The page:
Browse Drought Stories - Page 6

116 results found for Drought
Members of Brian Schwartz's turfgrass team plant a bermudagrass variety trial by hand in 2012. CAES News
Annual turfgrass conference
The University of Georgia College of Agricultural and Environmental Sciences has laid the framework for its annual turfgrass conference.
Georgia currently has more than 500 volunteer weather observers submitting their precipitation measurements to the Community Collaborative Rain, Snow and Hail Network CAES News
Who wants a rain gauge?
This April will mark the fifth anniversary of Georgia’s Community Collaborative Rain, Hail and Snow Network, part of a non-profit network of volunteer precipitation observers across the U.S. who provide daily rainfall information to the public.
Calvin Perry, superintendent at the University of Georgia Stripling Irrigation Research Park, gives a presentation on variable-rate irrigation at the Climate Adaptation Exchange event held Feb. 8 in Tifton, Ga. CAES News
Building Resilience
Adapting to unpredictable weather is part of Lamar Black’s job as a farmer in Jenkins County, Ga. Black grows cotton, corn and peanuts on more than 400 acres, so each year he plans for and adjusts to extreme temperatures and rain, or lack thereof.
Camellias add both green shrubby and color to landscapes with their leaves and blooms. CAES News
New plants
Fall and winter are the best times for Georgians to add new trees, shrubs and bushes to their landscapes.
Farm pond in Coweta County on December 11, 2012 (courtesy C. McGehee, National Weather Service) CAES News
Warm December
Georgia experienced a much warmer than usual December. Temperatures were three to six degrees above normal across the state. Rainfall totals ranged from over eight inches in the northern regions of the state to less than an inch along the coast.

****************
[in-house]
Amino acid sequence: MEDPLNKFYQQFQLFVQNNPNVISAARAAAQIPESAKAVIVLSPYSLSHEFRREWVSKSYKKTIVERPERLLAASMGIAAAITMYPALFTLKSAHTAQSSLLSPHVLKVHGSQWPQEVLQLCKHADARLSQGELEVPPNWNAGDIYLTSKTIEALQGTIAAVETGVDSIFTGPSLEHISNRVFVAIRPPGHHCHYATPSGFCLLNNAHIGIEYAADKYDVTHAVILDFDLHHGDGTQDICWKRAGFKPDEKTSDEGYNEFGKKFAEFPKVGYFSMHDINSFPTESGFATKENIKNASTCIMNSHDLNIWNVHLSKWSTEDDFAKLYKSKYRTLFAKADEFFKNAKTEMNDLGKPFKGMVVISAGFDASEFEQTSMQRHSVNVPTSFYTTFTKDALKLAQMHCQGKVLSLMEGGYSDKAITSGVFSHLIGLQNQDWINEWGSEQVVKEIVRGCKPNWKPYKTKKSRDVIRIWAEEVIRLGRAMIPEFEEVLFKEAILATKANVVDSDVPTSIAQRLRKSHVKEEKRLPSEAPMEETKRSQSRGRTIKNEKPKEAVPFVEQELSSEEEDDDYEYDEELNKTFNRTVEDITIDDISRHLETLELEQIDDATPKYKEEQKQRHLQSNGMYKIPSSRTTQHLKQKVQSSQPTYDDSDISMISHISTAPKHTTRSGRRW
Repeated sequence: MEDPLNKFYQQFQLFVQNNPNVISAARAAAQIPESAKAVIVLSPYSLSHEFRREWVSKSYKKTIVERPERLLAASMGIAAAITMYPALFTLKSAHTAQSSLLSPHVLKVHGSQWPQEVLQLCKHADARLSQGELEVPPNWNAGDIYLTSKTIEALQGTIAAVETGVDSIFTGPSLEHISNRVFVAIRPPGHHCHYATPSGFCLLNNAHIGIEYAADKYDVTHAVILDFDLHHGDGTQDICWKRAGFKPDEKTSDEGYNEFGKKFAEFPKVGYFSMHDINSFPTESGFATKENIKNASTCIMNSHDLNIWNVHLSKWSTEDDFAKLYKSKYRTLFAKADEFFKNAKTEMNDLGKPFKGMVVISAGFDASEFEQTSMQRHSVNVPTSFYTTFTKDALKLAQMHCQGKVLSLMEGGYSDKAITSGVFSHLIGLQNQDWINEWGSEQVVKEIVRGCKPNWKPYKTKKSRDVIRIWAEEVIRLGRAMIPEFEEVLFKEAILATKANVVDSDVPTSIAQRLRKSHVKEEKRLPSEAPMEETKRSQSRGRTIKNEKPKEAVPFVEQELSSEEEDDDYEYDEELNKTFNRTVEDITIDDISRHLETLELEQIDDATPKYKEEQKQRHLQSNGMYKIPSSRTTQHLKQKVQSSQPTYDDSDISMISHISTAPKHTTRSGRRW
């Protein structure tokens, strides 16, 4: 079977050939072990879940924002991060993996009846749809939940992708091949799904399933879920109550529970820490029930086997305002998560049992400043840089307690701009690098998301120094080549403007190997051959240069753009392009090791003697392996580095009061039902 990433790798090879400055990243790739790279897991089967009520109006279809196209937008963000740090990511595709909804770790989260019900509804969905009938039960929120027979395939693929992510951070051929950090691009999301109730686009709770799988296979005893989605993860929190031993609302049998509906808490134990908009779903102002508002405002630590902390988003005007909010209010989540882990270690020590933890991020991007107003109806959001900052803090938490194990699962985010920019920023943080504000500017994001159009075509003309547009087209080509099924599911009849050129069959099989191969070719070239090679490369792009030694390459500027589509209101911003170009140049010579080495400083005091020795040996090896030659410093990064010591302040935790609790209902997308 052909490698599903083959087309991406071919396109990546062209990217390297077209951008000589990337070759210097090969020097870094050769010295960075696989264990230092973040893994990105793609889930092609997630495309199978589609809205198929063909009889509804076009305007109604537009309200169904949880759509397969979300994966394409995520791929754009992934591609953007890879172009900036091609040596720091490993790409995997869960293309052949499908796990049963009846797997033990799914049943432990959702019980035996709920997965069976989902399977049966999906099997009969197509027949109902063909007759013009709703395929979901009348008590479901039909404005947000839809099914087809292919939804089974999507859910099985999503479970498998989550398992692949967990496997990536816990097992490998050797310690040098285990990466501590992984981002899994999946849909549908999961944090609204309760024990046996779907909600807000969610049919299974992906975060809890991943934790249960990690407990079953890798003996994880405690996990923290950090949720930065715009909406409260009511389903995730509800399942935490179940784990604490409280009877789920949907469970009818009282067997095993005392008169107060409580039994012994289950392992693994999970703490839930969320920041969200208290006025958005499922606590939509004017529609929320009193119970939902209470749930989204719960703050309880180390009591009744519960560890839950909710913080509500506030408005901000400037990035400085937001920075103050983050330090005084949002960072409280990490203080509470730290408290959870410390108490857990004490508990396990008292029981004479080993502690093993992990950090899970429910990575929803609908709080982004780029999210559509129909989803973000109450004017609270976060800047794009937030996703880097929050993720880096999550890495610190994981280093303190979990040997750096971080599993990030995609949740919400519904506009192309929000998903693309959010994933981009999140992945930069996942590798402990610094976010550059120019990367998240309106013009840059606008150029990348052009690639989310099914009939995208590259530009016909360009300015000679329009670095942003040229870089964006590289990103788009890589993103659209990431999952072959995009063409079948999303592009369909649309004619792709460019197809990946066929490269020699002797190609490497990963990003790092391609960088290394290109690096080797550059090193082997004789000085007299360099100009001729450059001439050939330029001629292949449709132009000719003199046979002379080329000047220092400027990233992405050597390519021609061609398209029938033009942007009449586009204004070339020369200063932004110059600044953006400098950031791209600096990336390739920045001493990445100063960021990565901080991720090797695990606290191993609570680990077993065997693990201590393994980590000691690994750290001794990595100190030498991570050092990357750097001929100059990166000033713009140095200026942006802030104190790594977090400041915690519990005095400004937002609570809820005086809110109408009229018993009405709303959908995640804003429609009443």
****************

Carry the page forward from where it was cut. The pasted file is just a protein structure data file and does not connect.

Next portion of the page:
While cities and urban water supplies have not been as impacted by Georgia's current drought, middle Georgia farmers have seen more severe impacts than during Georgia's historic 2007-2009. CAES News
Drought update
The current drought in Georgia has caused significant problems for farmers in central Georgia and other areas of the state, but a lack of impact on the state’s larger cities and drinking water supplies has kept it off most Georgians’ radar.
A hyper-efficient irrigation system developed by researchers from UGA and other universities was recently recognized with nomination for the Katerva Awards, which recognize collaboration and innovation. CAES News
Katerva Award Nomination
Agriculture uses about 70 percent of the world’s fresh water supply, but a growing population’s increasing demand for drinking water means farmers need to learn how to do more with less water.
2012 World Food Prize Laureate and UGA CAES alumnus Daniel Hillel will deliver the 2012 DW Brooks Lecture on Nov. 8. CAES News
Daniel Hillel
Daniel Hillel, the 2012 World Food Prize Laureate and a 1950 graduate of the University of Georgia, spent the better part of his career perfecting arid- land farming methods in Israel and sharing them with farmers across the Middle East, Africa and parts of Asia. On Nov. 8, Hillel will return to Athens to deliver the College of Agricultural and Environmental Sciences’ 2012 D.W. Brooks Lecture at the Georgia Center for Continuing Education.
Georgia saw a slightly drier than average September, but the state did see plenty of rain at the beginning of the month when the remnants of Hurricane Isaac blew through. CAES News
September climate summary
Georgia made it through September without much dramatic weather. Temperatures across the state were normal, but rainfall was light. The areas that received the most rainfall were affected by the remains of Hurricane Isaac in the first week of September.
CAES News
August Rain
August in Georgia was cooler than average across the state, but rainfall varied considerably from northwest to southeast. Generally the driest area was the metro Atlanta area, and the wettest areas stretched from south of Augusta and east towards the Georgia coast.